New Generation of FPGAs Anchor a Multi-Layered Strategy for Combating Cyber Threats
Embedded system designers have new cyber security weapons for information assurance, anti-tamper capabilities and creating trusted systems.
The Internet of Things (IoT) continues to grow in size and complexity, creating an increasingly critical need for enhanced and proactive security measures. It is no longer enough to tackle known cyber threats with software security alone. A far more effective approach is a layered technology strategy that starts with a new generation of system-on-chip (SoC) FPGAs capable of delivering a hardware root of trust at the IC level. On top of this solid foundation, a scalable solution should then include a risk-appropriate selection of additional elements such as security for data-in-motion, data-in-use, and data-at-rest, as well as cryptography, and software protection.
The entire network infrastructure of today is now more vulnerable to attacks than ever, further complicating the challenge of security. The number of connected IoT devices is growing exponentially, increasing the security risks for hardware and embedded systems. Network infrastructure and information systems (across a growing spectrum of increasingly complex installed networked devices) must be safeguarded with the right level of security and proactive protection methods that are optimized based on the number, frequency and types of threats.
Taking a Multi-Layered Approach
Adequate security must be scalable, and must start with a hardware root of trust at the IC level (Figure 1). Other component technologies and support elements are also essential to secure hardware, enforce design security, and lock down data security.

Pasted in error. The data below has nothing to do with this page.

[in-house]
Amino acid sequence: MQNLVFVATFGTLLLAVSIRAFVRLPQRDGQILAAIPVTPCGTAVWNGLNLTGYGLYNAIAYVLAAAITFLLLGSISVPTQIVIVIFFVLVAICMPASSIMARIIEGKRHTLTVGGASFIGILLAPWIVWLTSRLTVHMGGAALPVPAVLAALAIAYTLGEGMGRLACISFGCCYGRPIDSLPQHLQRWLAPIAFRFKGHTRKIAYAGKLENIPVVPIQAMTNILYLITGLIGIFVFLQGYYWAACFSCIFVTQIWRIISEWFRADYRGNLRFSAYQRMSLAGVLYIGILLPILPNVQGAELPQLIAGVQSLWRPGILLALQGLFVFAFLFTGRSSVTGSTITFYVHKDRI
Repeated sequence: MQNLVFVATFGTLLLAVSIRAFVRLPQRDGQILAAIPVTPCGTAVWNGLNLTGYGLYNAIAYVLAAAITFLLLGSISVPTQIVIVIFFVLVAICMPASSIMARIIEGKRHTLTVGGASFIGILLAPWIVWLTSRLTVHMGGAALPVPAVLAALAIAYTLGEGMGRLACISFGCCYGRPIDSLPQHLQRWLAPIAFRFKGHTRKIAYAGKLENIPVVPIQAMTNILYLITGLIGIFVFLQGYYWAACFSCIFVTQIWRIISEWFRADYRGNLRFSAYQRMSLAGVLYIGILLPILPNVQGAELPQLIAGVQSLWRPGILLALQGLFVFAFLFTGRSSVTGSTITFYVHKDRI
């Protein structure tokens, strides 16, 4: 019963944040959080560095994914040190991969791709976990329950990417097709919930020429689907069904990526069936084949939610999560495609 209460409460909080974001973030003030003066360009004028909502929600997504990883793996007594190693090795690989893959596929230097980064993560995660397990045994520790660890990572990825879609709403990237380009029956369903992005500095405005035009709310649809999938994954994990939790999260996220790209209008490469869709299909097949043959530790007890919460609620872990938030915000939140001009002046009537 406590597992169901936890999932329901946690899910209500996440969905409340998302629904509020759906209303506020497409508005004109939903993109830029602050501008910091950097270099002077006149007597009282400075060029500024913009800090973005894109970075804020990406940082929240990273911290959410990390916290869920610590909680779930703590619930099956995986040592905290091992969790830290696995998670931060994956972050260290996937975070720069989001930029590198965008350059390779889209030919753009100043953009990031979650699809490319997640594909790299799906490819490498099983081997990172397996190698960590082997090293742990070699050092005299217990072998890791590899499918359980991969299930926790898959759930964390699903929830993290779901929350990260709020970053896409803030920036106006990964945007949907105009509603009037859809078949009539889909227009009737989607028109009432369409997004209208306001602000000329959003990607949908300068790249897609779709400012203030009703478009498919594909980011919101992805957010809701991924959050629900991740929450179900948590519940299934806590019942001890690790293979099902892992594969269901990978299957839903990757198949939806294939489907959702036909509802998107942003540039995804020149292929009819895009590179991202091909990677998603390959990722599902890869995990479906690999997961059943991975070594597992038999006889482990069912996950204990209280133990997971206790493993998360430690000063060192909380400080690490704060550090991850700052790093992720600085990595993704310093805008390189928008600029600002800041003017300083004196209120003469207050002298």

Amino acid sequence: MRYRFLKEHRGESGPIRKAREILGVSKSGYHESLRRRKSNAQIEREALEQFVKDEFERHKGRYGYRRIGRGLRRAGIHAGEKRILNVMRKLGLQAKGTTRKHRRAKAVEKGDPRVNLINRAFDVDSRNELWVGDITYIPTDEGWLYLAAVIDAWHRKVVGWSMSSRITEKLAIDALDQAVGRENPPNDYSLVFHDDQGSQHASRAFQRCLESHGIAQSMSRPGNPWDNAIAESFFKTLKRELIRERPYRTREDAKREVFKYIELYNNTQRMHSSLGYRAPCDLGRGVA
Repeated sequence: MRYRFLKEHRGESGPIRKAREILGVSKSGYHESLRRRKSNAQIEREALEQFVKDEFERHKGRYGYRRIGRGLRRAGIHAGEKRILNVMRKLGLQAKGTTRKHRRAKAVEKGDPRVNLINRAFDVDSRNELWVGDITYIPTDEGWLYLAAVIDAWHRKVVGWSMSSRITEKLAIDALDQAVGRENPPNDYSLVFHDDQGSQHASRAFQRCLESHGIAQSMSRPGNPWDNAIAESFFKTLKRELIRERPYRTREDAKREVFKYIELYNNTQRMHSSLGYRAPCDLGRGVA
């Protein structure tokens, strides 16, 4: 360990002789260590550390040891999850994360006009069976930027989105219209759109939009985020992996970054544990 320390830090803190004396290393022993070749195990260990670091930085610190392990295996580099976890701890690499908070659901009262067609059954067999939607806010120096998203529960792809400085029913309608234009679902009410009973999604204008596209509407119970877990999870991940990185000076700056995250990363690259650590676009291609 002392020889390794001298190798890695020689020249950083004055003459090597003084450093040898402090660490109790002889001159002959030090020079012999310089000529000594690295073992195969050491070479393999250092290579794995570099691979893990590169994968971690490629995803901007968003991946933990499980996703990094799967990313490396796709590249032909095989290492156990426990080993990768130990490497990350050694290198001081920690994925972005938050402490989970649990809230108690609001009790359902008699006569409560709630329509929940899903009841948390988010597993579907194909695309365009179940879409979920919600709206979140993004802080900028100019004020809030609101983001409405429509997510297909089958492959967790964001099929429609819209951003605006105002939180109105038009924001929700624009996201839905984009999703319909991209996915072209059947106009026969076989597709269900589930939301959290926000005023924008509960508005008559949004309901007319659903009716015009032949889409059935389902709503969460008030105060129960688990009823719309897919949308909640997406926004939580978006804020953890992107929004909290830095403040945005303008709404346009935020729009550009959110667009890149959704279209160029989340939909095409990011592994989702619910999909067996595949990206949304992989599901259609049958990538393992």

The first set of technologies and support elements are for information assurance, which is delivered through key storage using a Physically Unclonable Function (PUF), advanced crypto accelerators, and Differential Power Analysis (DPA) resistance provided through a pass-through patent license.
The second set of technologies comprises anti-tamper capabilities. This set includes a secure bitstream, tamper detection and response, and mechanisms for preventing copying, cloning, or reverse engineering.
The third set is for creating trusted systems, which can be accomplished through licensed and certified patent-protected DPA resistance, NIST-certified crypto accelerators, and a secure supply chain.
FPGAs Provide System Root-of-Trust
A new generation of SoC FPGAs offer a variety of features necessary to establish the system root-of-trust, which is essential for protecting critical data from attacks.
For instance, today’s FPGAs deliver licensed, patented, and certified DPA protection to ensure that a design’s intellectual property (IP) is protected from copying and reverse engineering. DPA protection also provides supply chain assurance by validating that an FPGA is authentic. Today’s SoC FPGAs also provide authentication against the parameters certified by the device certificate, and by proving knowledge of the unique device secret key. This technique is the most effective approach available for ensuring that the device being programmed is not vulnerable to supply chain counterfeiting issues.
Beyond protecting IP, today’s FPGAs also increase cyber security by preventing product reverse engineering. An FPGA-based design is secured by encrypting and protecting configuration bitstreams. When tampering is detected, devices must be able to identify this unauthorized access and reset all values to zero. This significantly reduces the chances that an attack will be successful. For even greater protection of data-in-use, the inclusion of licensed DPA countermeasures gives FPGAs even stronger resistance to harmful DPA key-extraction attacks. Even better, the inclusion of special security Lock-Bit features enables FPGAs to define security barriers so that authorization is required before certain system capabilities can be used.